By Olivia Cahoon
Part 2 of 2
Colleges, trade schools, universities, and even high school programs prepare the future print workforce for an industry of evolving technology. Print education programs include curriculum, technology, and support services to enable effective digital production printing training.
Printing Since 1946
Founded in 1901, the California Polytechnic State University is in San Luis Obispo, CA, with 18,762 students. 423 of those students are enrolled in the university’s print education program.
In 1946, the program started as the School for Country Printers and was developed to handle the shortage of technically trained linotype operators and printing technicians needed for newspapers in CA after WWII ended.
Dr. Kenneth L. Macro Jr., professor and chair, graphic communication department, California Polytechnic State University, says that according to an article by The California Publisher, “a graduate of the course will have technical training in composition, both hand and machine, training and experience in making-up and running forms on various makes and sizes of presses.” This included simple stereotyping and the fundamentals of color work, paper cutting, folding, bindery work, and general print shop management.
At the time, California Polytechnic was the second school in the country with a degree course in printing—the other being Carnegie Tech.
Albert Melvin “Bert” Fellows launched the program as the first department head. The first class consisted of nine students. Located in between Los Angeles and San Francisco, Macro describes San Luis Obispo as a beautiful and highly desirable area. However, its location was not easily accessible in the 1940s.
Today, Polytechnic’s graphic communication department (GrC) offers basic and advanced courses in all analog and digital printing technologies, application design, business management, color management, design reproduction, methods for print and digital technologies, packaging design, printed electronics and function imaging, user experience user-interface design, web development and design, and workflow.
“California Polytechnic’s motto is to learn by doing, therefore, every class has a laboratory or activity associated with it in which students integrate theory into application,” says Macro. The university houses over 30,000 square feet of laboratory space and partners with the print industry so students have hands-on interaction with printing technology used in today’s industry.
“California Polytechnic GrC graduates have the ability to literally set foot into any operation and be at full productivity within days,” says Macro. The program covers offset lithography, gravure, toner-based, digital, screen, and flexography. GrC uses state-of-the-art technology including Canon, Epson, HP, Konica Minolta, Ricoh, Roland, Xanté, and Xerox.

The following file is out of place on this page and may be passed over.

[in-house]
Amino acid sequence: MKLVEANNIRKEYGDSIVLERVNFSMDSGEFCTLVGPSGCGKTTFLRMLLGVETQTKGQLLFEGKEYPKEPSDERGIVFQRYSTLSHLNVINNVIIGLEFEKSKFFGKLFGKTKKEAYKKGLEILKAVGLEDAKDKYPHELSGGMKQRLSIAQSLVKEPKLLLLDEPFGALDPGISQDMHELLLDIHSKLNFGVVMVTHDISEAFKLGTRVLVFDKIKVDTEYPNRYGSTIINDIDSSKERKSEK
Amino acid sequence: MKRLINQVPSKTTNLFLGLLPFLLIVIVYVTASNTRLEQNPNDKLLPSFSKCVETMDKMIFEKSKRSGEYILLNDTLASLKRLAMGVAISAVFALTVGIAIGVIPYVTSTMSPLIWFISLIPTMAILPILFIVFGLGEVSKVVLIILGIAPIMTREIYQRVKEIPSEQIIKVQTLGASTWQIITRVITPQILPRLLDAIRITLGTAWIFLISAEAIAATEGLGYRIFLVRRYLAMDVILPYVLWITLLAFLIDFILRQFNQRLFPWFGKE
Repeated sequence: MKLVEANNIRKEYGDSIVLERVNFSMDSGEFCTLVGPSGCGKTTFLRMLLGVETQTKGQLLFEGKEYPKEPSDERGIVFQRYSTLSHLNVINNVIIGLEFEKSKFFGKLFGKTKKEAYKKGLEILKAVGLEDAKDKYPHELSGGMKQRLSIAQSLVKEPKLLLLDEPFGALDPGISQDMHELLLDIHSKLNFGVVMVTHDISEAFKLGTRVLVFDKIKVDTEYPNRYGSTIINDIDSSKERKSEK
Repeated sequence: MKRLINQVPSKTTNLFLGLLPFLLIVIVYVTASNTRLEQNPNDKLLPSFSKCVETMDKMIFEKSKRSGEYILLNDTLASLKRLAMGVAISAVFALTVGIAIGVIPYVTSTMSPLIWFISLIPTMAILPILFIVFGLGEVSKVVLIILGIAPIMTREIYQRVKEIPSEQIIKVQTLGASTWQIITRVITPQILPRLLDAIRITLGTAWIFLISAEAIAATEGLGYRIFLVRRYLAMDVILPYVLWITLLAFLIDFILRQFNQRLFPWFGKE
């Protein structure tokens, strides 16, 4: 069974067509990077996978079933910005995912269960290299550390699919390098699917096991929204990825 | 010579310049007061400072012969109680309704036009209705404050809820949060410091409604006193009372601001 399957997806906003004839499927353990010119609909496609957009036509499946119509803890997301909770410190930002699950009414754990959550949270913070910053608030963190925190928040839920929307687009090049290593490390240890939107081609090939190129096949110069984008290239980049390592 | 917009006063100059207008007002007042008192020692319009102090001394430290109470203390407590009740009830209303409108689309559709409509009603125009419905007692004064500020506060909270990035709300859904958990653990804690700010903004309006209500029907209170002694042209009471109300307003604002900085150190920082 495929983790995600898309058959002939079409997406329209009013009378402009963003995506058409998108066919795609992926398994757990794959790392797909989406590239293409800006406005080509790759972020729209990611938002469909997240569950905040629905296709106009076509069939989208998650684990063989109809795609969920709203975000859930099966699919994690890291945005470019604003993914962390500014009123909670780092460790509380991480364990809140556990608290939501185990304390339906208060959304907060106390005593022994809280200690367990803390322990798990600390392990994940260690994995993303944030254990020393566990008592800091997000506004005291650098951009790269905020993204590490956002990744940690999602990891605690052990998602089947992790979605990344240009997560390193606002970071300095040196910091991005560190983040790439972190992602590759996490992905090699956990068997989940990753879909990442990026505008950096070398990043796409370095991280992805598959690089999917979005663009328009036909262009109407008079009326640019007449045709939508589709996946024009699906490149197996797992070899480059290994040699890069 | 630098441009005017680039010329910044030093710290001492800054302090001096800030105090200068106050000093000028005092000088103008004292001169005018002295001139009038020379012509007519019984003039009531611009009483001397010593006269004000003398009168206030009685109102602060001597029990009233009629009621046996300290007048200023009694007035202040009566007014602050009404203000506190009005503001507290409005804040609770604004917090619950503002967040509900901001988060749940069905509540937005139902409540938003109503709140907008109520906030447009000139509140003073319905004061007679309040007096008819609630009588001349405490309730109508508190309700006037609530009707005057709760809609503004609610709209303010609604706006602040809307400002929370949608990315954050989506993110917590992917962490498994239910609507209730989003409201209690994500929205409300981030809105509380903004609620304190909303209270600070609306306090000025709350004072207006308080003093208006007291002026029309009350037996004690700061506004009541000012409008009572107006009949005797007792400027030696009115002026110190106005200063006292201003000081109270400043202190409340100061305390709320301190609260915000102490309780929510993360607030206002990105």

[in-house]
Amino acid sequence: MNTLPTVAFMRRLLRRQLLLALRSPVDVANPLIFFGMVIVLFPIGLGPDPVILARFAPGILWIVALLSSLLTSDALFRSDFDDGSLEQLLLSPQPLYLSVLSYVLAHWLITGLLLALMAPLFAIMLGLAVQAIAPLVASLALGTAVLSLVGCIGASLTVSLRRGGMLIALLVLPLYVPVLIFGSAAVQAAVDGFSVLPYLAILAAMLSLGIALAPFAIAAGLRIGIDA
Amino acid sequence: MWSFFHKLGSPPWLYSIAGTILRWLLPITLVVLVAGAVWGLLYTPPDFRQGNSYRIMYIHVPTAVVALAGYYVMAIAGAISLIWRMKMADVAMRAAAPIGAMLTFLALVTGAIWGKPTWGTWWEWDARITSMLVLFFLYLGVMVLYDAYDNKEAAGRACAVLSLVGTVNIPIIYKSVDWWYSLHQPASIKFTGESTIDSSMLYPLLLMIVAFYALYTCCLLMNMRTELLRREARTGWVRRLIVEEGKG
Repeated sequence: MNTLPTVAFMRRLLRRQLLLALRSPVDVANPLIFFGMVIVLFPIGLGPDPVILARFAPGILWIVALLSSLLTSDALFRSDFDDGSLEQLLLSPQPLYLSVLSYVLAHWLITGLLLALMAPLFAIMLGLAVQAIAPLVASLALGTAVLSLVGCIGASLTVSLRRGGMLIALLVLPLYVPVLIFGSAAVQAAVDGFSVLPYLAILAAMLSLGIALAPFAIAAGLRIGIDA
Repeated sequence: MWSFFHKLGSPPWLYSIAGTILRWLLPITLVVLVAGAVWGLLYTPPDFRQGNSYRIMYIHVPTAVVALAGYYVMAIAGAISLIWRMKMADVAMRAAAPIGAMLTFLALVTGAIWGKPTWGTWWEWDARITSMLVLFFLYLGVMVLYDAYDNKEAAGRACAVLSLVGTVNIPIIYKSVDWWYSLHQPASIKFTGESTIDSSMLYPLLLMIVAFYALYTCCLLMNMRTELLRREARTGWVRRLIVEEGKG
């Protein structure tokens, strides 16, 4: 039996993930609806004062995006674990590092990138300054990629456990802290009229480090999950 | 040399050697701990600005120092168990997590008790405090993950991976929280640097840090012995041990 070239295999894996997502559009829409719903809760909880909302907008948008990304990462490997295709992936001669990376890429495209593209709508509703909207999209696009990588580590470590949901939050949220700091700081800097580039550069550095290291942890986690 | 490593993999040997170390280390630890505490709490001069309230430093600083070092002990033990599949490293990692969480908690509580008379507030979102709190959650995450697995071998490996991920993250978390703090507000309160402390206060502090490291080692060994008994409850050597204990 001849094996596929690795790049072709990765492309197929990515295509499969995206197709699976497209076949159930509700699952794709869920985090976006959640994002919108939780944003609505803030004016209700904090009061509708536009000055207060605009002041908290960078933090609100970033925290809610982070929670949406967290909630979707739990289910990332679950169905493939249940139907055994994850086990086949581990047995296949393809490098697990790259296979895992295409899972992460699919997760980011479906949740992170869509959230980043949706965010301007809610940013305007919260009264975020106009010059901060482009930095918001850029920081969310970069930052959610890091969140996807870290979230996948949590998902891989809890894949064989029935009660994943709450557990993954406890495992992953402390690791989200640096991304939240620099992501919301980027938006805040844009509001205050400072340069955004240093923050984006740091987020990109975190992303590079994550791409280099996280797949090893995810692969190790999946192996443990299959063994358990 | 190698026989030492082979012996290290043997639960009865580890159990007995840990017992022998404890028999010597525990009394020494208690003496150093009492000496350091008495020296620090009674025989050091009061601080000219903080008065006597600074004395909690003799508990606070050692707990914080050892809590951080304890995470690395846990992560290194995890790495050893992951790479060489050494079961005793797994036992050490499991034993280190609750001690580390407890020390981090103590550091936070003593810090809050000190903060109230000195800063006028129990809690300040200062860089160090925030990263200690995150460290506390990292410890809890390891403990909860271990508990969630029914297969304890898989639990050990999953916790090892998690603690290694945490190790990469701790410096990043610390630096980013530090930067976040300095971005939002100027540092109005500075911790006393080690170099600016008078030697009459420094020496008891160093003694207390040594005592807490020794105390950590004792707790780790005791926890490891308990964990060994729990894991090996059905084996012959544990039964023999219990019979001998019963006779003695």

The department currently uses several digital presses for hands-on learning including HP 4000WS and Deskjet 3050, Konica Minolta bizhub PRO 1100 and C360, RiCOH Pro C5200, Xerox Color 1000i, and several wide format devices. According to Macro, the department chose these presses because they are used in many of the graphic communication and printing communities that employ students.
GrC also has a full bindery lab with Heidelberg Windmill, Kluge Letterpress, MBO folder, Muller Martini Presto Saddle Stitcher and Amigo Adhesive Perfect Binder, POLAR Mohr cutter, and manual binding equipment. For workflow, the department has all application software applications including EFI, Esko, and Kodak.
The objective of digital printing programs is to turn students into skilled workers prepared for advancing digital technology. Macro says part of the department’s strategic plan is to advance the curriculum even further to meet demands for short-run, high-quality, fast turnaround production.
The program has a student-managed, student-operated graphic communication enterprise within the GrC where ten students dedicate a year to running a company within the university. “They make daily operation decisions and facilitate all the production through the use of other GrC student labor,” says Macro.
Students are now moving further into implementing EFI digital storefronts and product development in the variable data printing. They are also integrating marketing communication world using XMPie software from Xerox and Konica Minolta EngageIT in addition to consumer interactive technologies like Ricoh Clickable Paper.
“GrC students and graduates have an understanding of the entrepreneurial bend needed in today’s ever-changing and nimble manufacturing environment. I’m excited about the future and more so now that they will be driving it,” says Macro.
To attract the best and most knowledgeable skilled workers, Macro suggests print providers reach out and form a strong partnership with their local community colleges and universities offering programs in printing and graphic communication. “There are fewer institutions than once before, but those remaining are strongly committed to embracing the change and reinforcing the scaffolding needed to see this respectful giant of an industry prosper and grow,” he offers.
According to Macro, there is a phenomenal talent coming out of digital print education programs and institutions that are just waiting to navigate the future. Print providers seeking new, skilled employees can partner with print education programs to scout for the future of the printing industry’s innovators.
Dec2017, DPS Magazine